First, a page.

These images are from impact 961003, a particularly high-energy shot in this run. The impact velocity is 2.43 km/s and the specific energy 1.25 J/g. 21% of the target mass remained in the largest remnant, so it was in fact a catastrophic outcome; too disruptive to be called a mega-crater. (oops!)

    Catastrophic Disruption, Open-air (1989, 1992)

    The technique involves the use of a contact explosive charge to simulate the impact of a projectile. By careful choice of the charge diameter and burial depth it is possible to closely simulate an impact at the detonation velocity of the explosive; in this case 6.1 km/s. This is a typical velocity for collisions between asteroids in the main belt.

    Several experimental programmes have been carried out over the past few years. Most recently were 4 experiments in 1989 and 8 experiments in 1992, all using spherical 21 cm diameter targets of artificial rock (alumina cement, homogenous except for the presence of a harder core in two cases). The target rests upon a steel table and the disruption is filmed using one or two high speed cameras as well as a fast-shuttered CCD video system.

    The images on the right are sequential frames from shot 1992-2. The frame rate is 400 per second - it is very unusual to see the flash of the exploding contact charge like this (frame 2).

    We have carried out an extensive study of these experiments. Data collected cover fragment size, shape, rotation rate distribution, 2D and 3D velocity studies, tumbling fragment studies, rotational bursting. More elaborate analysis has been applied to fragment initial orientation, initial position and effect on ejecta properties, and a study of the possible existence of a radiant point as discussed by Paolicchi et al in a series of papers on the Semi-Empirical Model (e.g. Icarus 77, 177-212, 1989). For more results, see references [6], [8], [9], and [11] to [14] on this page. See also Giblin, 1994, Ph.D thesis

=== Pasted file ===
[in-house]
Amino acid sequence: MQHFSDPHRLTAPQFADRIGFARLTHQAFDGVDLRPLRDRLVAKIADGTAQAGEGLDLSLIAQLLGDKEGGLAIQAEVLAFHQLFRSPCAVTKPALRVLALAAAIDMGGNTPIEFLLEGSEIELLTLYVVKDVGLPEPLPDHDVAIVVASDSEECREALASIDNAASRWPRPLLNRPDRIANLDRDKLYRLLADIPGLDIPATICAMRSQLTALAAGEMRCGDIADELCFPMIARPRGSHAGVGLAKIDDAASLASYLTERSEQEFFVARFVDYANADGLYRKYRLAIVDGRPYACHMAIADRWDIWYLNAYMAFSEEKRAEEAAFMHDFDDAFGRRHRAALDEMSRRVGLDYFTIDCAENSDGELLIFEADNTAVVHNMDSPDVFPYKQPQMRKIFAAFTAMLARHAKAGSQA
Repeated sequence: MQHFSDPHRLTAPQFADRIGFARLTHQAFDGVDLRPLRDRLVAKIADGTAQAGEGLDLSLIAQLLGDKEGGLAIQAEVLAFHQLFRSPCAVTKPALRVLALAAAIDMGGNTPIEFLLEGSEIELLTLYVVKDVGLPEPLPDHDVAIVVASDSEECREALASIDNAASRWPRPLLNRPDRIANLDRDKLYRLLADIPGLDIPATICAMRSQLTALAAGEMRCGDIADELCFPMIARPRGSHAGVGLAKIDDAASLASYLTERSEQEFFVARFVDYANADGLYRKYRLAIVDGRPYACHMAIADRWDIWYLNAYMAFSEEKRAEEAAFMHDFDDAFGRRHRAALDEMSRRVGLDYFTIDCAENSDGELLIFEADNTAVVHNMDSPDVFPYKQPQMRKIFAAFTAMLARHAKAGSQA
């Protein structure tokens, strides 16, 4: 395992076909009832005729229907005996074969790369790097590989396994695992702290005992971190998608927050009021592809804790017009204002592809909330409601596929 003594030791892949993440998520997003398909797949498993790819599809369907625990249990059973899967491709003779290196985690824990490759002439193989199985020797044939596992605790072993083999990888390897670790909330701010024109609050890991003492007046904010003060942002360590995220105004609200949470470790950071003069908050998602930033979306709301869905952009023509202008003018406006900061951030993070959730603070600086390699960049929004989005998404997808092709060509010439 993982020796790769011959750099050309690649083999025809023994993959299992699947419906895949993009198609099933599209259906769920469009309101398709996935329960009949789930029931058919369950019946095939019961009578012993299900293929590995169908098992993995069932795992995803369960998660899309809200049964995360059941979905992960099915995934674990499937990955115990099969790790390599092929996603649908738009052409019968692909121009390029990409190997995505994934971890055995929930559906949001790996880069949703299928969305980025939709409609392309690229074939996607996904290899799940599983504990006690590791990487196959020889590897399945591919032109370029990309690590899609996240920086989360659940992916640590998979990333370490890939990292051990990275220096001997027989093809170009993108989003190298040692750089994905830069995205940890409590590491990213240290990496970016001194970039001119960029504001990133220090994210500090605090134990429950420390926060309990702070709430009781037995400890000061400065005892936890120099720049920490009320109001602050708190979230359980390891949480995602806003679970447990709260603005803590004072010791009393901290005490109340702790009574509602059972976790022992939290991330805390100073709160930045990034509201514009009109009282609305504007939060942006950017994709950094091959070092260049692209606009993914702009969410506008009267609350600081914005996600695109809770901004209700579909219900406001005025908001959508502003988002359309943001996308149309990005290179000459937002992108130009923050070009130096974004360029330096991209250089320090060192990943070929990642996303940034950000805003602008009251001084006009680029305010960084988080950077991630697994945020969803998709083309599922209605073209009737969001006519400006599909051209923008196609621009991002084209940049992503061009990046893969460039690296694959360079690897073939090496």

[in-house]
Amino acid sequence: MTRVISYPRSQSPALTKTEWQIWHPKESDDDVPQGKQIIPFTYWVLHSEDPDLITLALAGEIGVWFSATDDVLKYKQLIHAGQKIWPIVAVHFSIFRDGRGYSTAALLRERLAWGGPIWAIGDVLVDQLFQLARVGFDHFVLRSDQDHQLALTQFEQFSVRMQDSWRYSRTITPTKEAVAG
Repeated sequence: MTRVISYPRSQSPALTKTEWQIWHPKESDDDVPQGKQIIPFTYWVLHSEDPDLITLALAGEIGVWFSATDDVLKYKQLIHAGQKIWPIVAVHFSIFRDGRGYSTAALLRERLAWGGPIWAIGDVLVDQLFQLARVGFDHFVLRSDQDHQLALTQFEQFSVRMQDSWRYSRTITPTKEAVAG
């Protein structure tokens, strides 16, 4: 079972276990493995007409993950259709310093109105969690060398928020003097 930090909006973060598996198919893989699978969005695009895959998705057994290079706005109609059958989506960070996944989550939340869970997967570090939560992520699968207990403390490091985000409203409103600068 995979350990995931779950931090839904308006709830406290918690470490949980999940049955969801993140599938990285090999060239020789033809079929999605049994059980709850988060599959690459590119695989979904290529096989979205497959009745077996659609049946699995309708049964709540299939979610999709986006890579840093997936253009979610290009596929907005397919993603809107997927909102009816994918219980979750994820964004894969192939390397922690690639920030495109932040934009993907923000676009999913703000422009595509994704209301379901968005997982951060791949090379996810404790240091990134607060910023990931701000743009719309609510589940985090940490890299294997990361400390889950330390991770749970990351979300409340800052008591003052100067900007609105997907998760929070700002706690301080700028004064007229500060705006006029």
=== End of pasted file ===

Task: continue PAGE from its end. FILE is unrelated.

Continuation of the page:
Although the imaging systems aren't necessarily of much scientific interest, it may be worth documenting them here for the benefit of anyone with similar imaging needs or who wants to carry out their own expeiriments. For that purpose a page of background is provided here.

    Data Reduction

    The high speed cine film is processed, digitised and recorded onto CD-ROM before being analysed using an Acorn RiscPC. A British computer with a small but dedicated user base, the RiscPC is a great programming platform and ideal for this project. Digitisation has been done by either going first to video followed by a video digitiser, or more recently by using a film scanner (Epson FilmScan 200 or Minolta Dimage Dual) to directly scan the 16mm cine film strips. The digital movies are then displayed by using specially written software which allows individual fragments to be followed and studied in detail. By correlating the observed fragment properties (size, orientation in flight, rotation rate, etc.) it is possible to match some fragments between the two views and thereby reconstruct a 3D velocity field (see the imaging page for the viewing geometry, etc.). This system is partially automated but is not very reliable - the images are very messy - and is always followed up by direct visual study of each apparent fragment match. A nice animation (250K) of a set of trajectories from a 3D analysis can be seen on this page

    Primarily for those involved in this project, here is a chart showing current status of the analysis. This chart is automatically generated but not automatically uploaded - it might be slightly our of date but it gives a good idea of where we're at. (Aside: This doesn't seem to display properly in Netscape 4.72. but it works in MSIE 5 and Fresco 1.73).

    This document was constructed by Ian Giblin